District supporters "a Hid
Case of Pop.Rje,"
Topokn, Kfl., Doc. 30, (Special,) When
the gentlemen who attended the Kansas
City meeting oh Friday tend In Sunday
morning's Journal an Interview with Judge
.1. II. Johnson, lu which he said he would
not cuter n Hunt to displace Cy Lelnml as
member of the national Republican com
mittee from Knnsns. they emitted a far
reaching nnd vociferous roar. Such of them
n.s nre now in Toifkn, "make no bones" of
the admission that the pnriwse of that
meeting was to select a limn who would
make the race against Lelntul. and, having
selected Judge Johftson, they naturally ob
jected to his going over to the enemy In
any such manner us he Indicated In his In
terview, Some of Ibis roar must have reached the
curs of Judge Johnson, tor to-day ho In
formed the teportcr Hint on Saturday be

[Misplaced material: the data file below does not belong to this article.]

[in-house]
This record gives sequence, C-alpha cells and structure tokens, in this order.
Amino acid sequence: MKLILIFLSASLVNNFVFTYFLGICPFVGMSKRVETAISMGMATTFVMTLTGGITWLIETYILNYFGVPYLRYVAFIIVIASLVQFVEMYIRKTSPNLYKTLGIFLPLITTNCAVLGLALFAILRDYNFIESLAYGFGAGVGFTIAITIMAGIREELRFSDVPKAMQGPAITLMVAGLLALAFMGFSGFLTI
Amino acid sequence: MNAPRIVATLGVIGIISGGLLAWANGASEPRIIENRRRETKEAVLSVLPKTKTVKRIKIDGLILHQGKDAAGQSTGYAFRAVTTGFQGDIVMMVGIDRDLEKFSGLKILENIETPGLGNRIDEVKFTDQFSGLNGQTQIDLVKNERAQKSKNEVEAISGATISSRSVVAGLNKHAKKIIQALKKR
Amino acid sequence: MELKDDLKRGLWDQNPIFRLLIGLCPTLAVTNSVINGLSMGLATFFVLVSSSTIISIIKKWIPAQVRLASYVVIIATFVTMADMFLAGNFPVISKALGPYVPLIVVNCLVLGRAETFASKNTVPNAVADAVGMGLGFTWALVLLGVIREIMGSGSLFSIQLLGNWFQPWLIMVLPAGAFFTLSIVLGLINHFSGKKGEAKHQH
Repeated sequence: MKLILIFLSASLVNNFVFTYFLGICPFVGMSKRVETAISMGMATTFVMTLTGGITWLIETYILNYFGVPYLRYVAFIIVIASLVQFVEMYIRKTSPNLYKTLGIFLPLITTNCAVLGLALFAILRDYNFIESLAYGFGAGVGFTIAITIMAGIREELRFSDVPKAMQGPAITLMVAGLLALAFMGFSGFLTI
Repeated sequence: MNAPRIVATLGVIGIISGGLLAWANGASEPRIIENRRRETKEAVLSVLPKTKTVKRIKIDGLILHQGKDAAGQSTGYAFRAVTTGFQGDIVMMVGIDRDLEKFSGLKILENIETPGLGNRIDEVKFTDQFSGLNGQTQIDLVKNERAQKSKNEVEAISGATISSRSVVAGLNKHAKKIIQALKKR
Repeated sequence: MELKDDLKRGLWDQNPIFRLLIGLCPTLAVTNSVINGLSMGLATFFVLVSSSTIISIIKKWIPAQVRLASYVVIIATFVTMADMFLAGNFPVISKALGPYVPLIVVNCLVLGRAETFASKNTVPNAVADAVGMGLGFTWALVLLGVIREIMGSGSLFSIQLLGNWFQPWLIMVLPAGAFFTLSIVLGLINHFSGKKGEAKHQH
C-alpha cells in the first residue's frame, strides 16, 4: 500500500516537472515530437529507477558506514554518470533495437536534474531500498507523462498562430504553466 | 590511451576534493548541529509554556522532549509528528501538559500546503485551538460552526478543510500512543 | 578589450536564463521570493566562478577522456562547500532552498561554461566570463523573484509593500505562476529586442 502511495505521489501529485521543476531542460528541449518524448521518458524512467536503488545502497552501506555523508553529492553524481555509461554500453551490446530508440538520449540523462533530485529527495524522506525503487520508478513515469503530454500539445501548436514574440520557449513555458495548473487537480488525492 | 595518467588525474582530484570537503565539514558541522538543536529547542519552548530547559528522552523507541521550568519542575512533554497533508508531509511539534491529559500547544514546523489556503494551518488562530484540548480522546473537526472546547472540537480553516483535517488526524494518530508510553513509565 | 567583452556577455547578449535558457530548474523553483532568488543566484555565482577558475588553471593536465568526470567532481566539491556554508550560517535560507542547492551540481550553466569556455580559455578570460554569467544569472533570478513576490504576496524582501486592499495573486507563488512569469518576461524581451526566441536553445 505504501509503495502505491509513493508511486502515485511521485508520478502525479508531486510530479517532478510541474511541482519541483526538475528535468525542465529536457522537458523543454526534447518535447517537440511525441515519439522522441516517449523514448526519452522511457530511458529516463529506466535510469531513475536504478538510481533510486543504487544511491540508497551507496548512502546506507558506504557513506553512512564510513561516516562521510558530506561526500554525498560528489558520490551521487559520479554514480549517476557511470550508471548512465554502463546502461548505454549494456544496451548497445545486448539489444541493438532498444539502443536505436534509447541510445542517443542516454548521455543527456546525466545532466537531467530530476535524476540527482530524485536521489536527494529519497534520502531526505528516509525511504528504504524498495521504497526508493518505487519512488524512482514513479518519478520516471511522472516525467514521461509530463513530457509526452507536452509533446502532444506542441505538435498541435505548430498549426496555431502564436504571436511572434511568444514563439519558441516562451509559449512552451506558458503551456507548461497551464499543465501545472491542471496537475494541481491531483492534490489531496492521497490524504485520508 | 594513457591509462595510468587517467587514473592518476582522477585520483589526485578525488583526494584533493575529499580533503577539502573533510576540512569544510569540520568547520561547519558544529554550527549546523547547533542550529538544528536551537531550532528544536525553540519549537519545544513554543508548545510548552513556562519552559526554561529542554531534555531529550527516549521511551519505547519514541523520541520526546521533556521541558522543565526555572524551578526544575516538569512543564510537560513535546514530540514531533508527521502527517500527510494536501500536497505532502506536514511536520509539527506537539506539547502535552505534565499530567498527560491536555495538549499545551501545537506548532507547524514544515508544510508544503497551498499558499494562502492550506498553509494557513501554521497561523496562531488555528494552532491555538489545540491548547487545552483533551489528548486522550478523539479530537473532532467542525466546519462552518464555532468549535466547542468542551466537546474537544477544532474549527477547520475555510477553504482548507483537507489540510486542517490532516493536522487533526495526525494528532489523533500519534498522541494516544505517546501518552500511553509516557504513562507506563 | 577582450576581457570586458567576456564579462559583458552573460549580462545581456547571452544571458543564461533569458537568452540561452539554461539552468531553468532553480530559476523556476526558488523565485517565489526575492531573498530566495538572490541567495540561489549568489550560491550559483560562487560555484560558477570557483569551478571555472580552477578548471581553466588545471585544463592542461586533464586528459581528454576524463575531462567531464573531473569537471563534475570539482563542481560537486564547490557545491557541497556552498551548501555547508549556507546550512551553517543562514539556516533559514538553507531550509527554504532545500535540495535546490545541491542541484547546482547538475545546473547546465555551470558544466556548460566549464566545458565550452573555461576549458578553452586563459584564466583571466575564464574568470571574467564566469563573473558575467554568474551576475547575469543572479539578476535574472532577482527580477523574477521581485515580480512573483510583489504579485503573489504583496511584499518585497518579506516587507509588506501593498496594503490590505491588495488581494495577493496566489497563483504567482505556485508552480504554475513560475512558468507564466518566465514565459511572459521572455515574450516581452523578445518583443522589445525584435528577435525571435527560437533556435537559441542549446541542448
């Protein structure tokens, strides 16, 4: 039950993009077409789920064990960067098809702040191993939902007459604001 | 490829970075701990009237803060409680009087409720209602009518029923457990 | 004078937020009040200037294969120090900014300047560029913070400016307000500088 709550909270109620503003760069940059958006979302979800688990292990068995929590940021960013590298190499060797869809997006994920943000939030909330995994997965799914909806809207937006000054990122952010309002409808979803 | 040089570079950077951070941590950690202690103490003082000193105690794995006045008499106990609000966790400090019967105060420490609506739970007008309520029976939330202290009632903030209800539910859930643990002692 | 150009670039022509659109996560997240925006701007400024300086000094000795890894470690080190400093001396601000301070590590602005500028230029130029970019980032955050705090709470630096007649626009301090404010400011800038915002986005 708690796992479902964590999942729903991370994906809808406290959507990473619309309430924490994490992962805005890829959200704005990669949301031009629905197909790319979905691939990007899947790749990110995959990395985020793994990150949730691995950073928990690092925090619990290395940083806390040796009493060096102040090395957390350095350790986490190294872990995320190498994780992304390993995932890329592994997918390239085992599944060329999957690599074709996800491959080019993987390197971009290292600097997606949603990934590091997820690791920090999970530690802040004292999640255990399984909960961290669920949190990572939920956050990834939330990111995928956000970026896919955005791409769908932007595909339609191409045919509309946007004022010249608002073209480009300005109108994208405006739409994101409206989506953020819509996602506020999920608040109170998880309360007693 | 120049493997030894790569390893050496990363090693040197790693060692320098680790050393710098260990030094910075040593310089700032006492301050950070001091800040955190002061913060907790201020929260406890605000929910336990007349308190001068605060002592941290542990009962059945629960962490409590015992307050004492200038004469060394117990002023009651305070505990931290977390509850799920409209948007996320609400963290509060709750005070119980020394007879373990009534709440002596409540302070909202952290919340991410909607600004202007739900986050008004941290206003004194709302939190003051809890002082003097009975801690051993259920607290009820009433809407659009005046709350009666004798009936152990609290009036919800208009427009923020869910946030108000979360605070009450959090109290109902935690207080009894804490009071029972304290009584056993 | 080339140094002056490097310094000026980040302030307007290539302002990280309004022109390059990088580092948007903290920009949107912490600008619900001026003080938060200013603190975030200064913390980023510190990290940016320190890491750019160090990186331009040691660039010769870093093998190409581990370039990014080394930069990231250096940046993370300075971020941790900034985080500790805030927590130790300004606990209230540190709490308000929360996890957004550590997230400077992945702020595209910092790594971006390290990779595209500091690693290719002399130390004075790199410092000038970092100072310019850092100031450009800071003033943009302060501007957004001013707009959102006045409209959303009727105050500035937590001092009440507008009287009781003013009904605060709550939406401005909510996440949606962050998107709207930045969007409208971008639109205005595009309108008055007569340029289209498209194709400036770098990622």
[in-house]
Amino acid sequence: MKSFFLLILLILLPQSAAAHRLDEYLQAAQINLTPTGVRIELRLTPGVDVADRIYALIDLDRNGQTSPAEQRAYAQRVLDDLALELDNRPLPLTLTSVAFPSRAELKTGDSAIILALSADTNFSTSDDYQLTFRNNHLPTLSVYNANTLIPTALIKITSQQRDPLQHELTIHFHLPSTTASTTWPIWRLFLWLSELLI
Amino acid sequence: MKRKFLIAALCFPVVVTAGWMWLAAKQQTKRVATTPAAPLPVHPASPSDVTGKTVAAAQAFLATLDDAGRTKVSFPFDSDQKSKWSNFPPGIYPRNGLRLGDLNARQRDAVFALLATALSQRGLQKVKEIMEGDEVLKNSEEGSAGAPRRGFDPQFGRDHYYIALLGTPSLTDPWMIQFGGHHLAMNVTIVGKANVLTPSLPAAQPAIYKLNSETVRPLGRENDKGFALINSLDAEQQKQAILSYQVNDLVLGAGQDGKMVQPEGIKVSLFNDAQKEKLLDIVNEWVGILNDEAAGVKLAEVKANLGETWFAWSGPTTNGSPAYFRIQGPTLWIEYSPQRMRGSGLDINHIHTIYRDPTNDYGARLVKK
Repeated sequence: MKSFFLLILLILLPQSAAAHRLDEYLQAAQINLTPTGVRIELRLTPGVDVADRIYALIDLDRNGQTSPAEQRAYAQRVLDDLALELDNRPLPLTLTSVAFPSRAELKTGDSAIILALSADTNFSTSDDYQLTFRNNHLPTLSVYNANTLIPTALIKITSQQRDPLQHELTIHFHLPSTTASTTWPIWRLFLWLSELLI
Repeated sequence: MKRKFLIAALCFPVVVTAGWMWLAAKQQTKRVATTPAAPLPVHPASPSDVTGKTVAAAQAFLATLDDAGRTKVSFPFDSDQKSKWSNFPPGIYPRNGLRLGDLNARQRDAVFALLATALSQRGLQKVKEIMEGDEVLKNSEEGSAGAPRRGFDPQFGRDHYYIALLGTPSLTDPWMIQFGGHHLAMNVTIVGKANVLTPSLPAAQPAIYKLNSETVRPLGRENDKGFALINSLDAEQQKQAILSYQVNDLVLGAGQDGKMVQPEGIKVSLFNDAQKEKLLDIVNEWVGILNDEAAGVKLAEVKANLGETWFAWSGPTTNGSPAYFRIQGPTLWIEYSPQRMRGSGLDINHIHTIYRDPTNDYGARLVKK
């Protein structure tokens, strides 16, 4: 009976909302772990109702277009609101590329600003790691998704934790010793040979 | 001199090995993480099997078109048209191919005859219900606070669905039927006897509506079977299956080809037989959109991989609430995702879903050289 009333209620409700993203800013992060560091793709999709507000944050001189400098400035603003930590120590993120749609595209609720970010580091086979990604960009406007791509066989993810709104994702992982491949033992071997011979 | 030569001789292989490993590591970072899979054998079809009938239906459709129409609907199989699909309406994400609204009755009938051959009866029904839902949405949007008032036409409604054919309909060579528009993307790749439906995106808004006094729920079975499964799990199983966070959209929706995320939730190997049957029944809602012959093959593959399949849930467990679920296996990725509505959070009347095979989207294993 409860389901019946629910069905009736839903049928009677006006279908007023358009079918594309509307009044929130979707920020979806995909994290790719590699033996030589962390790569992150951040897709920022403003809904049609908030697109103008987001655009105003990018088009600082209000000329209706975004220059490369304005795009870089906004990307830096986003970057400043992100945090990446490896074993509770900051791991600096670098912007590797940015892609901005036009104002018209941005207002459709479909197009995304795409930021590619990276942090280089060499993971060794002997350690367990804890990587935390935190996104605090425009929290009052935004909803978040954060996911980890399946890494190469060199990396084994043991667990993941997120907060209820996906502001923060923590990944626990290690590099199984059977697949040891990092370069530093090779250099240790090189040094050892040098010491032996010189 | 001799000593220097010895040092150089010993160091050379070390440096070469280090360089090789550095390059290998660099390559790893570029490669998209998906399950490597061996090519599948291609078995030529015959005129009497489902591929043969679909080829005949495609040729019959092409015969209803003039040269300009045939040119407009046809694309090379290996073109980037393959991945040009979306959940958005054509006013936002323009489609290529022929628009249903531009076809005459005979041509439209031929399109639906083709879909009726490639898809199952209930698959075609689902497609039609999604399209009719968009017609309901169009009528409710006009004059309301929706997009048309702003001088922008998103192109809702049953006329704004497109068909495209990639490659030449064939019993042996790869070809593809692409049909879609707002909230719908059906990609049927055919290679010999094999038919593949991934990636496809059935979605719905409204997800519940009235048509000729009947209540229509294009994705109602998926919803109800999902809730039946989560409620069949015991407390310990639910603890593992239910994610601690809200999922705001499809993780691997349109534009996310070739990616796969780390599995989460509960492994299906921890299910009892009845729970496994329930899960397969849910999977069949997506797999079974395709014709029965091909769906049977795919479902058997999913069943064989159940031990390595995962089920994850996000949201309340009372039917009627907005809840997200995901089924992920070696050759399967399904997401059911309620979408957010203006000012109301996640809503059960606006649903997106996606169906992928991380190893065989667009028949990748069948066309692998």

had not quite caught the dritt of his state
ments. "1 said," commenced Judge Johnson to
day, "that Cy I, eland and I had long been
personal friends, and that I had no light
to make upon him. I do not sec how my
candidacy tor delegntp-ut-lurgo can Inter
fere Willi Air. Leliiiid's candidacy for a sim
ilar place, for there are six or them, and
we live In different districts and parts of
Wilt Run for Coioiollleeio.Mi.
"The matter of a national committeeman
Is an alter conclusion. When the delegates
rrom Kansas are all elected they will agree
on a man for national committeeman among
themselves. You misunderstood me In su
ing that I would not become a candidate
for committeeman. What I said was" (and
the Judge's eye twinkled with Infectious
merriment) "that 1 would enter no light
against .Mr. Lelaiid which would Jeopardize
our personal friendship. Has il never oc
elli red to yon that two men men may seek
the siune olllce Without becoming- ene
mies'.'" "Then you will become a candidate for
national committeeman'."' bluntly queried
"I had not intended to make any such
announcement, for 1 believed that was a
matter unusual to take Up until the dele
gates Were elected, but to relieve no self
from being misunderstood I will frankly tell
you that I expect to become a candidate
for that place.'
Later lu the day. a delegation from the
First district, composed of Hob Robinson,